Air Force Lt. Gen. Alexus Grynkewich talks with airmen in September 2021 at an undisclosed location somewhere in Southwest Asia.

Air Force Lt. Gen. Alexus Grynkewich talks with airmen in September 2021 at an undisclosed location somewhere in Southwest Asia. (Traci Keller/U.S. Air Force)

WASHINGTON – Moving more U.S. ships and aircraft into the Middle East region has deterred Iranian attacks on commercial ships in the Persian Gulf, the commander of the U.S. Air Forces Central Command said Wednesday.

The U.S. in July ramped up forces in the region after Iran harassed ships in the Strait of Hormuz, a key waterway. The Pentagon deployed a portion of the Bataan Amphibious Readiness Group with a Marine expeditionary unit.

This followed another Pentagon announcement that the USS Thomas Hudner, a new Arleigh Burke-class destroyer, and fighter jets, including F-35s and F-16s, were deploying to the region near the Strait of Hormuz and Gulf of Oman to defend the U.S. interests.

The Air Force at the time had A-10 Thunderbolts, also known as “Warthogs,” patrolling in the region when Iranian naval forces attempted to seize oil tankers near the waterway, even opening fire on one of the vessels.

In the past two years, Iran has attacked, seized, or attempted seizure of nearly 20 internationally flagged merchant vessels in the Strait of Hormuz, a key global shipping channel, according to U.S. Central Command, which oversees operations in the Middle East region.

A F-35 Lightning II prepares to land in 2016 at Luke Air Force Base, Ariz.

A F-35 Lightning II prepares to land in 2016 at Luke Air Force Base, Ariz. (Devante Williams/U.S. Air Force)

“Our increased air presence, but more importantly the increased presence of surface vessels … combined with our air power has deterred Iran from taking any actions against maritime shipping,” Air Force Lt. Gen. Alexus Grynkewich said at a Defense Writers Group discussion with reporters. “My hope is that they’ve seen that message and that they remain deterred over the longer term.”

A recent rash of incidents also has occurred in Syria involving Russia.

A Russian aircraft flew over an American military base in Syria in what Pentagon officials described as an intelligence-gathering mission and damaging a U.S. Reaper MQ-9 aerial drone by releasing several flares. Fighter jets and surveillance drones from Russia also have buzzed U.S. bases in Syria and violated protocols that were developed to prevent fighting between American and Russian forces, Grynkewich said in June.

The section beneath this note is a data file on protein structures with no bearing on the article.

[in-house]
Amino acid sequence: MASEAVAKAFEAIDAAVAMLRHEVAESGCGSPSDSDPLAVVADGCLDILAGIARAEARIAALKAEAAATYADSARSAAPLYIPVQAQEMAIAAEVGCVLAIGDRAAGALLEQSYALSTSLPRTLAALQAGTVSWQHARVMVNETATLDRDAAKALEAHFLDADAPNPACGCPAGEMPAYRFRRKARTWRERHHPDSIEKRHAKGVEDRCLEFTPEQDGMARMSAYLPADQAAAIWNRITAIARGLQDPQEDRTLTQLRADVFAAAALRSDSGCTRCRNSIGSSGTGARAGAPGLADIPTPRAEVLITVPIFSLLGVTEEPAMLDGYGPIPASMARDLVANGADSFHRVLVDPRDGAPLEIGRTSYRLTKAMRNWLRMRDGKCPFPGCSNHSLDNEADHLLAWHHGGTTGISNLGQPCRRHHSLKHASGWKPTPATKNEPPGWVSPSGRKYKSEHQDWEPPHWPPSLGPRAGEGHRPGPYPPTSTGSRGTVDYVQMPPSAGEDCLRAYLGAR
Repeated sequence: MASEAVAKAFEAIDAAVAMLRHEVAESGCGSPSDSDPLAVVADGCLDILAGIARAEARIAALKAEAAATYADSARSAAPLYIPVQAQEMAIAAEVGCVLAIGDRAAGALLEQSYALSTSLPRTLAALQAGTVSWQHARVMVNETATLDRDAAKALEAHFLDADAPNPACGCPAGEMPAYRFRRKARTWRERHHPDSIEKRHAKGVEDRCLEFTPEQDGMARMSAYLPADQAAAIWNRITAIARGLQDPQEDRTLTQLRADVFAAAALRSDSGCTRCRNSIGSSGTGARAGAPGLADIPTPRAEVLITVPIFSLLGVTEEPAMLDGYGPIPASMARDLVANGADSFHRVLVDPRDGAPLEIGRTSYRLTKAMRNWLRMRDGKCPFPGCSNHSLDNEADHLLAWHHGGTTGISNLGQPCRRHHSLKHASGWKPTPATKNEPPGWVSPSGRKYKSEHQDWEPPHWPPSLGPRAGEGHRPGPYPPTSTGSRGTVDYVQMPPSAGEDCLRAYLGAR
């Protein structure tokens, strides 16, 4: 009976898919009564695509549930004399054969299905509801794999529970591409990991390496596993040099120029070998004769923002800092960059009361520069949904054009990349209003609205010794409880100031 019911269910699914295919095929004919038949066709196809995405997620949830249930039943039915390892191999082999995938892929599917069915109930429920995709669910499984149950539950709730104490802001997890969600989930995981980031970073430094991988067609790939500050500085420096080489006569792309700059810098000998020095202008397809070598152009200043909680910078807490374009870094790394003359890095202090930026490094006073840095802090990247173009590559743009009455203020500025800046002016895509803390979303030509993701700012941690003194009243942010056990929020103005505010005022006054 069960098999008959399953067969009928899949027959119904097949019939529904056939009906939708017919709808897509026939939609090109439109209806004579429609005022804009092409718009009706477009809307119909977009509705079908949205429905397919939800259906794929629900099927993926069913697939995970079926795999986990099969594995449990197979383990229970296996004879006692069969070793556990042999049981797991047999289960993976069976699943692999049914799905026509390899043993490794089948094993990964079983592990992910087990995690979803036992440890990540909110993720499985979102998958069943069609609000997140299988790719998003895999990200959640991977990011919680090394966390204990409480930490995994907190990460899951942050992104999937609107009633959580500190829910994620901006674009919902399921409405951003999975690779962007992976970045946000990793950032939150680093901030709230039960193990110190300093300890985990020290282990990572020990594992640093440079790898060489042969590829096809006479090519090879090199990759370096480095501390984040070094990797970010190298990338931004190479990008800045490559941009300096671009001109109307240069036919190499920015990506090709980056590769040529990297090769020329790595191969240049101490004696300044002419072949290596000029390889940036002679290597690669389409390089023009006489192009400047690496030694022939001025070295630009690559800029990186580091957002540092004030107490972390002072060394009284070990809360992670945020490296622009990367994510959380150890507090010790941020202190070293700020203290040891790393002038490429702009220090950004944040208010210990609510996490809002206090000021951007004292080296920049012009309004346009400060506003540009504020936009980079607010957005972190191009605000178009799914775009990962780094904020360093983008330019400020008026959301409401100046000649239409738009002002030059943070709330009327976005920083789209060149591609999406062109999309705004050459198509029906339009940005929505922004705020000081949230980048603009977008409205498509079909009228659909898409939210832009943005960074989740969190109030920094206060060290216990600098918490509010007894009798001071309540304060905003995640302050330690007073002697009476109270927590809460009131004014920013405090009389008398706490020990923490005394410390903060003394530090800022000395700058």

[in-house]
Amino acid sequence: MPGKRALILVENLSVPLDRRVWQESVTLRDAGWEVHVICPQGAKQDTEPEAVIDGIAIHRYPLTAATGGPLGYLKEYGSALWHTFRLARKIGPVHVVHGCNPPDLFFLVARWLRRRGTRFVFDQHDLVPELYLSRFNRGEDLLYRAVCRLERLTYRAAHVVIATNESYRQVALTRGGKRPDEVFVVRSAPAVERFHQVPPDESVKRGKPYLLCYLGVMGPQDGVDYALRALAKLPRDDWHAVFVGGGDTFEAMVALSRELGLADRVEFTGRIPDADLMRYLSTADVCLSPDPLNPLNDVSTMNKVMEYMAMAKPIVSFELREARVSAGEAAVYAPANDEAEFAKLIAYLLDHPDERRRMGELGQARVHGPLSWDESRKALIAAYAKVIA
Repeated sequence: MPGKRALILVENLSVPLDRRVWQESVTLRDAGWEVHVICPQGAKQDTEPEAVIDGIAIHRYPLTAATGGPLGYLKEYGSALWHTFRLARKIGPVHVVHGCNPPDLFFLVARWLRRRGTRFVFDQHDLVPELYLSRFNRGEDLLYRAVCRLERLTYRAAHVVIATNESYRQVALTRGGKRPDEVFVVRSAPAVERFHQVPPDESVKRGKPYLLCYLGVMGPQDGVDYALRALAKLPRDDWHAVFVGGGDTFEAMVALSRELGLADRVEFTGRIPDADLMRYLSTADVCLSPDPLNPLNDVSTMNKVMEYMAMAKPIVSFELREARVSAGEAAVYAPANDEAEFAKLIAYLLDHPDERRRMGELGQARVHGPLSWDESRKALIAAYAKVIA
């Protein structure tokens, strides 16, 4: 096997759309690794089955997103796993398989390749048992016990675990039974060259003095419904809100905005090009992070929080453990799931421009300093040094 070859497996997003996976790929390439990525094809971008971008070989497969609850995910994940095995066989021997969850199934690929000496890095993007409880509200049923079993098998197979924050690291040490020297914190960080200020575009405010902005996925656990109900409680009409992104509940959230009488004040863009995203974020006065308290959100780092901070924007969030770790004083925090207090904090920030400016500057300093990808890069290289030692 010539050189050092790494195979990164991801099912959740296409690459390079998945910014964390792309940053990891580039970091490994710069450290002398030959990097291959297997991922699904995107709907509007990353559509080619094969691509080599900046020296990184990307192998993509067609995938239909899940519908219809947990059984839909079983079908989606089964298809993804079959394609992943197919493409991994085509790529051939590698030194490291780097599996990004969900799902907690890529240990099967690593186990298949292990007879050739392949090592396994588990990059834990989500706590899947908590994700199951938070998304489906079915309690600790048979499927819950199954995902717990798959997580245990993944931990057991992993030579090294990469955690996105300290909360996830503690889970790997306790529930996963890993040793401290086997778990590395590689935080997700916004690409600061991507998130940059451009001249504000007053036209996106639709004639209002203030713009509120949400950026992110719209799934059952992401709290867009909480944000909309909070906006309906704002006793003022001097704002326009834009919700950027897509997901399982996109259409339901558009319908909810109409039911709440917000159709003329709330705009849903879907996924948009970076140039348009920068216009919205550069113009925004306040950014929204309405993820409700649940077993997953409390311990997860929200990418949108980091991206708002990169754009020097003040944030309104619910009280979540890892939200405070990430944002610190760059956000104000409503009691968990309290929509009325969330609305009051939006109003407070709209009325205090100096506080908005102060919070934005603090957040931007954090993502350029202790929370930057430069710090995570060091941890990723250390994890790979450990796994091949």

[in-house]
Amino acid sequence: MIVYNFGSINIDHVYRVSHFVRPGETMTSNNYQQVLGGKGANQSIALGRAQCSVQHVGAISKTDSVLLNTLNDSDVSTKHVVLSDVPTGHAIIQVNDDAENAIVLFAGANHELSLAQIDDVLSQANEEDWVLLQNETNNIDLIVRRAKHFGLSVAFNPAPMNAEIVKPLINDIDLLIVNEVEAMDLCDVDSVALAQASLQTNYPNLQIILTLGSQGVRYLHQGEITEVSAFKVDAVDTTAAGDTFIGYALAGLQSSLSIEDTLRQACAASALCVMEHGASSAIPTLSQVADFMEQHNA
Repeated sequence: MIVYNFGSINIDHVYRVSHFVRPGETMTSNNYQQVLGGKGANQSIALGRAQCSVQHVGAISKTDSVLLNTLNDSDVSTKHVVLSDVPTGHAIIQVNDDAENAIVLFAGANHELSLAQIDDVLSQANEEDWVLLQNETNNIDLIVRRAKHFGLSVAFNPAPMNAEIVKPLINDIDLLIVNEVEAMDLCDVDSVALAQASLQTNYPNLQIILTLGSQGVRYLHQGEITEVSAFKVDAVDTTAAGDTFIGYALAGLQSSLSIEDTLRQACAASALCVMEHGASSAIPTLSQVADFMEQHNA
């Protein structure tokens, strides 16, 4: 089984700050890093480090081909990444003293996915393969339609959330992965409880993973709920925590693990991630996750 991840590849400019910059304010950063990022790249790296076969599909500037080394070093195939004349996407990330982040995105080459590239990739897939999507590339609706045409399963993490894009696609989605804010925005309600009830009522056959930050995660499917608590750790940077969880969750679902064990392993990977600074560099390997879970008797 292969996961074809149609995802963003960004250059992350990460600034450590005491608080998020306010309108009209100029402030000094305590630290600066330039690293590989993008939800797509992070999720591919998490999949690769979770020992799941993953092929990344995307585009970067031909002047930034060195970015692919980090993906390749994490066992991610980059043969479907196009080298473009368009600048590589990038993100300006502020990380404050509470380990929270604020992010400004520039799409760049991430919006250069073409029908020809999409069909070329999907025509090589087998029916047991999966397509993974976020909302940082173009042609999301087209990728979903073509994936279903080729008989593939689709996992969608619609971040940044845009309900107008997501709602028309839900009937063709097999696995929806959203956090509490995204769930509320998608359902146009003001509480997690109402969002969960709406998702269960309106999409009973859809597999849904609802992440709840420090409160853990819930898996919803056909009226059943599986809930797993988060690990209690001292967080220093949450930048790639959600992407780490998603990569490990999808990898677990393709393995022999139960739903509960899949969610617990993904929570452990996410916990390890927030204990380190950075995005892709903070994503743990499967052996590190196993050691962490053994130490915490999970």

With Russian and U.S. forces operating in Syria, communication protocols have been established to avoid a direct conflict.

Grynkewich on Wednesday said Russian activity in the region has remained constant, continuing to fly into airspace over Al-Tanf garrison in Syria and intercept MQ-9s.

Al-Tanf is an American military base located in a part of the country controlled by forces opposed to the regime of Syrian President Bashar al-Assad, which is backed by Russia, and aligned with the United States. The base houses American troops and partner forces. Roughly 900 U.S. service members are based in Syria.

Grynkewich said he has seen “some favorable shifts in behavior” from Russian aircraft in the last month. This includes not flying directly over American troops and not firing flares at MQ-9s.

“They will still intercept our MQ-9s, but their behavior is safe,” he said. “I would still characterize it as unprofessional … but it is safe behavior now and, again, I welcome that change.”

Iran-backed militia groups in Iraq have more weapons than they did three or four months ago, Grynkewich said, but have ceased attacks for now on U.S. forces.

“It is a concern of mine that the militias over the years have continued to get stronger and that gives them more sway in Iraq. And, frankly, I see that in the long-term a real threat to Iraqi sovereignty,” he said.

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Matthew Adams covers the Defense Department at the Pentagon. His past reporting experience includes covering politics for The Dallas Morning News, Houston Chronicle and The News and Observer. He is based in Washington, D.C.

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